The Civil War Texas Rangers -Terry’s Rangers, Regiment 8, Cavalry.

by Dr. Pelham Mead

The end of the Civil War had come with 10,000 confederates surrendering at a farm house in North Carolina. General Smith met with Union General Sherman and worked out the details of the Surrender. Meanwhile, General Grant was back in Washington, D.C. and when he received the details of the surrender he knew that The politicians in Washington, D.C. would never allow the Southerners Conditional surrender similar to the terms General Lee was offered. Secretary of War Stanton wanted blood and wanted the South to pay for repartitions . General Grant took a train to North Caroline to inform General Sherman that the terms of the surrender were too easy.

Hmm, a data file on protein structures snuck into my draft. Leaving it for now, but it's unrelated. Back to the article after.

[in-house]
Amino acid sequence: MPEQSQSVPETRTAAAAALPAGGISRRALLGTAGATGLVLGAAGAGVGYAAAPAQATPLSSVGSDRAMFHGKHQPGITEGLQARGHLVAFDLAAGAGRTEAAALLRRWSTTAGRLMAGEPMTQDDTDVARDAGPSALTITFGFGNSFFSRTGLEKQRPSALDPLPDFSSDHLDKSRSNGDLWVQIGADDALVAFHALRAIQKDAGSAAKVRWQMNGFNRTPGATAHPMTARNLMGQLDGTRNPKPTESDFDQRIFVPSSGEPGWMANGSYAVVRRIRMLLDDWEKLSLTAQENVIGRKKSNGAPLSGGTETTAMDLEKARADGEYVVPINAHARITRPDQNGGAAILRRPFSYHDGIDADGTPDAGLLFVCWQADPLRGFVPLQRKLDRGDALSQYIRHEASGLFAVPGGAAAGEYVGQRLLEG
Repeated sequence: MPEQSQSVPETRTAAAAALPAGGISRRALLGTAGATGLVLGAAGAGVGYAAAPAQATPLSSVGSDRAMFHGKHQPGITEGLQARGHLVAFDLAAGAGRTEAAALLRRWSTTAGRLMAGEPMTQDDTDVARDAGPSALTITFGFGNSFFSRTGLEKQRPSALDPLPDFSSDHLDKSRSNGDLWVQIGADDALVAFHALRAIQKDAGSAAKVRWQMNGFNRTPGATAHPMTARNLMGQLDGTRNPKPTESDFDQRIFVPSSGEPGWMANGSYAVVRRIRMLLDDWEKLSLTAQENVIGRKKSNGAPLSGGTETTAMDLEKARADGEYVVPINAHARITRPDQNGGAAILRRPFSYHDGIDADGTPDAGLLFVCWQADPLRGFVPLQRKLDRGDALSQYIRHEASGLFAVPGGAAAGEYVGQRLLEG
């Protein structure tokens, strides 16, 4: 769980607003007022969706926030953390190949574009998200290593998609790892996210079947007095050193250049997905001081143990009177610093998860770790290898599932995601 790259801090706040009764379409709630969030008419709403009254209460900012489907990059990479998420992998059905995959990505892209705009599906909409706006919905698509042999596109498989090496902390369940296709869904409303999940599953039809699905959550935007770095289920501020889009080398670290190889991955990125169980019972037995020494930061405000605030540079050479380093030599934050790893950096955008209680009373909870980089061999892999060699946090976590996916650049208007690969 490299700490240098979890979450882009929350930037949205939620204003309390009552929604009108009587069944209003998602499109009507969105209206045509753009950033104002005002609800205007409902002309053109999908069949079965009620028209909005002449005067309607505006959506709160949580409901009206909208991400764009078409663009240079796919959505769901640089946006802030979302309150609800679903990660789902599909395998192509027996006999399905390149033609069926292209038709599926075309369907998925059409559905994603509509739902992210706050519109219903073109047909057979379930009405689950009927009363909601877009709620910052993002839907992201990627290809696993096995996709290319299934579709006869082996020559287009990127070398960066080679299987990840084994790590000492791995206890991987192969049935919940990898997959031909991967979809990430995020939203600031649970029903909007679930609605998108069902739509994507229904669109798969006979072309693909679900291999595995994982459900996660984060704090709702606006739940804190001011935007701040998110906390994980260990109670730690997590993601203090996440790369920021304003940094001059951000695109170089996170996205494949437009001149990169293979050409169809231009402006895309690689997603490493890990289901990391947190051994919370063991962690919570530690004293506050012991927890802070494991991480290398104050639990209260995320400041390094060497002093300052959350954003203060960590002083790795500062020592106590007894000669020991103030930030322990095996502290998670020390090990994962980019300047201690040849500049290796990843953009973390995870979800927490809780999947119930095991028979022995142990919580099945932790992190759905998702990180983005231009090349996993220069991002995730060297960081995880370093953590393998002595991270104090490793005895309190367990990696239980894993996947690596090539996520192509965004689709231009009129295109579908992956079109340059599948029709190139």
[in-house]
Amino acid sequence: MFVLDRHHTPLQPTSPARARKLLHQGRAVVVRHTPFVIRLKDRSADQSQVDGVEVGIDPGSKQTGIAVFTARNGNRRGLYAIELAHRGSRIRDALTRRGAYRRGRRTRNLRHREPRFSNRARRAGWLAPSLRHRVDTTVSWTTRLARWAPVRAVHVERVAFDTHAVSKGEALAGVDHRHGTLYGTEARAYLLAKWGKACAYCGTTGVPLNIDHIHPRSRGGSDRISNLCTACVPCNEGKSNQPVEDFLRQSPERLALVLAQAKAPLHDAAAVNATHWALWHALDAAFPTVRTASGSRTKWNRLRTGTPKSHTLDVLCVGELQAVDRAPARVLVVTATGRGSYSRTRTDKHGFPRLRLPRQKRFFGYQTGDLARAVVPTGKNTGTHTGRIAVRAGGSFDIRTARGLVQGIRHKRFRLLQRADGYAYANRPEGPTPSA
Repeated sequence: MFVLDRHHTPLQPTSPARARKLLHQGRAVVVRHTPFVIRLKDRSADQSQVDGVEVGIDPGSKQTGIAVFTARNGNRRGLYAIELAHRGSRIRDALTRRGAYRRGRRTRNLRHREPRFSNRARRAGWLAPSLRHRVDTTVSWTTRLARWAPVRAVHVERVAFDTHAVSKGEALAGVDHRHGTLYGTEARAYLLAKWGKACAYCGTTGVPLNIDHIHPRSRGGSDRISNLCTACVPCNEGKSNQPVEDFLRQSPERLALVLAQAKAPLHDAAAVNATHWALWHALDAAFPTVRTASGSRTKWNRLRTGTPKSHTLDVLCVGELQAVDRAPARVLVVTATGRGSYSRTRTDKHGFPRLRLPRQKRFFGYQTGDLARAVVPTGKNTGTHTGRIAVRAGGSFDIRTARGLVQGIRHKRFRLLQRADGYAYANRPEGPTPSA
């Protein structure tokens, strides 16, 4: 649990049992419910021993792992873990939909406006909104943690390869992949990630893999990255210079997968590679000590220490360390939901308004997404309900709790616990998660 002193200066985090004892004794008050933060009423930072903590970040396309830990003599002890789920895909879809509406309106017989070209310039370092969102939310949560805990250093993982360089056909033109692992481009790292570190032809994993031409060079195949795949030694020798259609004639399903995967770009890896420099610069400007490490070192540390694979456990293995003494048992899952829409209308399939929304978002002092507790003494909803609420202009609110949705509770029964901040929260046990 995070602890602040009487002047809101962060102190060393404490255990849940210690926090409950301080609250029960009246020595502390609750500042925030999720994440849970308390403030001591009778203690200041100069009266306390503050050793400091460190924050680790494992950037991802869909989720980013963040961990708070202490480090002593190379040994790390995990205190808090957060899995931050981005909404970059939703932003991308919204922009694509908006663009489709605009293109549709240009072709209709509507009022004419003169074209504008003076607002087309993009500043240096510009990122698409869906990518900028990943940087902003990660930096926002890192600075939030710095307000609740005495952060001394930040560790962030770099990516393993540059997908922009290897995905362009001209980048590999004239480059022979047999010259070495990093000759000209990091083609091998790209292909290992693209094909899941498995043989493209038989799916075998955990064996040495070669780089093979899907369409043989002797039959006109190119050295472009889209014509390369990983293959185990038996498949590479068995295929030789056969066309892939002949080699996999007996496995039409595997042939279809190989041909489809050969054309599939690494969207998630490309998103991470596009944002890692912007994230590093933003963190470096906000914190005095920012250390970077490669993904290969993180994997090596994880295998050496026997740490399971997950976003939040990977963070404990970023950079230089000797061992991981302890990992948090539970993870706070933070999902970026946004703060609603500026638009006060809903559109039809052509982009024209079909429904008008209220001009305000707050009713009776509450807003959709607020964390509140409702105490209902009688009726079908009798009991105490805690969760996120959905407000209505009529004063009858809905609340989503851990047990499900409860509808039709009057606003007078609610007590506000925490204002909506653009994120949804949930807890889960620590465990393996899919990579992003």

That night General Smith told the Texas Rangers that totaled 250 out of the 1,000 it started with that they had a choice to surrender or run and be considered criminals of war. The Texas Rangers met together after the meeting and 100 Rangers decided not to give up their shot guns and pistols. That night 100 Texas Rangers slipped through the Union Picketts and broke up into small groups afterward and tried to find their way back to Texas with all of the Union troops trying to hunt them down. The 8th division had to cross the Smokey Mountains with the Union soldiers close on their heels. When they approached the gorge Union soldiers were already stationed there waiting to stop fleeing Confederates. The 8th division dismounted and walked their horses around the pickets in the dark that night and made their way in to Tennesee. Eventually, they made it back to New Orleans where they boarded ships head to Galveston, Texas. When they got to Galveston the Mayor had the city under Marshall law to stop riots. They had to wait until the Mayor would allow ships to dock in Galveston. When they made it back to their homes in Texas, Carpet baggers were everywhere buying out destroyed farms. They were also forming the negros into negro Militia and started parading them around the farm communities. Texas was in chaos in those days. Eventually, hundreds of Texans sold their ranches or farms and fled to Brazil. Never to return to America.

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